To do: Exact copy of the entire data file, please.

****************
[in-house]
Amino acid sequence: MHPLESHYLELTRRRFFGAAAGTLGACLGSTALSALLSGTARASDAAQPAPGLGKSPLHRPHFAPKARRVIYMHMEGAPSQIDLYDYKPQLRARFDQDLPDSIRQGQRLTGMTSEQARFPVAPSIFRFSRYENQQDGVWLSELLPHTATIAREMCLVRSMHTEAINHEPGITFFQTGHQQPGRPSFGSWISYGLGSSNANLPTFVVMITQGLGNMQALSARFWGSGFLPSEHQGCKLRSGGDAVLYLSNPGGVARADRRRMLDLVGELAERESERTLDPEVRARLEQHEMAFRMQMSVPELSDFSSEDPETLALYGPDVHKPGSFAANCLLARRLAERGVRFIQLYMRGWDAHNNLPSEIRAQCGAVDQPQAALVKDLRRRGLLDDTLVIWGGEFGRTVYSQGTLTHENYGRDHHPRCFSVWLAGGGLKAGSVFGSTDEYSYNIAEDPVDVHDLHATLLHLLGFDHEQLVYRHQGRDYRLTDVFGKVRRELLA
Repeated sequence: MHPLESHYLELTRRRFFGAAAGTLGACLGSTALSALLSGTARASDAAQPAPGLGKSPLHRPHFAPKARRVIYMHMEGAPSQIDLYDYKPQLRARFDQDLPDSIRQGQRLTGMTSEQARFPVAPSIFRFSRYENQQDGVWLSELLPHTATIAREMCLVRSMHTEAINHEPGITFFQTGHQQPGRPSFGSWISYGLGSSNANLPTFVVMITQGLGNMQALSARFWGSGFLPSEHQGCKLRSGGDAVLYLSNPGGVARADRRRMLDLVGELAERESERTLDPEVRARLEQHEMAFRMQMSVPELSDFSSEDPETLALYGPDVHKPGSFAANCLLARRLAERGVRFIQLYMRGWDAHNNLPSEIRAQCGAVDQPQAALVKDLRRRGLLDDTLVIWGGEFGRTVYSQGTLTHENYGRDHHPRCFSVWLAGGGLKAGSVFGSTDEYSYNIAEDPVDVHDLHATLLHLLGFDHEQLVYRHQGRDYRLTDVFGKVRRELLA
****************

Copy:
[in-house]
Amino acid sequence: MHPLESHYLELTRRRFFGAAAGTLGACLGSTALSALLSGTARASDAAQPAPGLGKSPLHRPHFAPKARRVIYMHMEGAPSQIDLYDYKPQLRARFDQDLPDSIRQGQRLTGMTSEQARFPVAPSIFRFSRYENQQDGVWLSELLPHTATIAREMCLVRSMHTEAINHEPGITFFQTGHQQPGRPSFGSWISYGLGSSNANLPTFVVMITQGLGNMQALSARFWGSGFLPSEHQGCKLRSGGDAVLYLSNPGGVARADRRRMLDLVGELAERESERTLDPEVRARLEQHEMAFRMQMSVPELSDFSSEDPETLALYGPDVHKPGSFAANCLLARRLAERGVRFIQLYMRGWDAHNNLPSEIRAQCGAVDQPQAALVKDLRRRGLLDDTLVIWGGEFGRTVYSQGTLTHENYGRDHHPRCFSVWLAGGGLKAGSVFGSTDEYSYNIAEDPVDVHDLHATLLHLLGFDHEQLVYRHQGRDYRLTDVFGKVRRELLA
Repeated sequence: MHPLESHYLELTRRRFFGAAAGTLGACLGSTALSALLSGTARASDAAQPAPGLGKSPLHRPHFAPKARRVIYMHMEGAPSQIDLYDYKPQLRARFDQDLPDSIRQGQRLTGMTSEQARFPVAPSIFRFSRYENQQDGVWLSELLPHTATIAREMCLVRSMHTEAINHEPGITFFQTGHQQPGRPSFGSWISYGLGSSNANLPTFVVMITQGLGNMQALSARFWGSGFLPSEHQGCKLRSGGDAVLYLSNPGGVARADRRRMLDLVGELAERESERTLDPEVRARLEQHEMAFRMQMSVPELSDFSSEDPETLALYGPDVHKPGSFAANCLLARRLAERGVRFIQLYMRGWDAHNNLPSEIRAQCGAVDQPQAALVKDLRRRGLLDDTLVIWGGEFGRTVYSQGTLTHENYGRDHHPRCFSVWLAGGGLKAGSVFGSTDEYSYNIAEDPVDVHDLHATLLHLLGFDHEQLVYRHQGRDYRLTDVFGKVRRELLA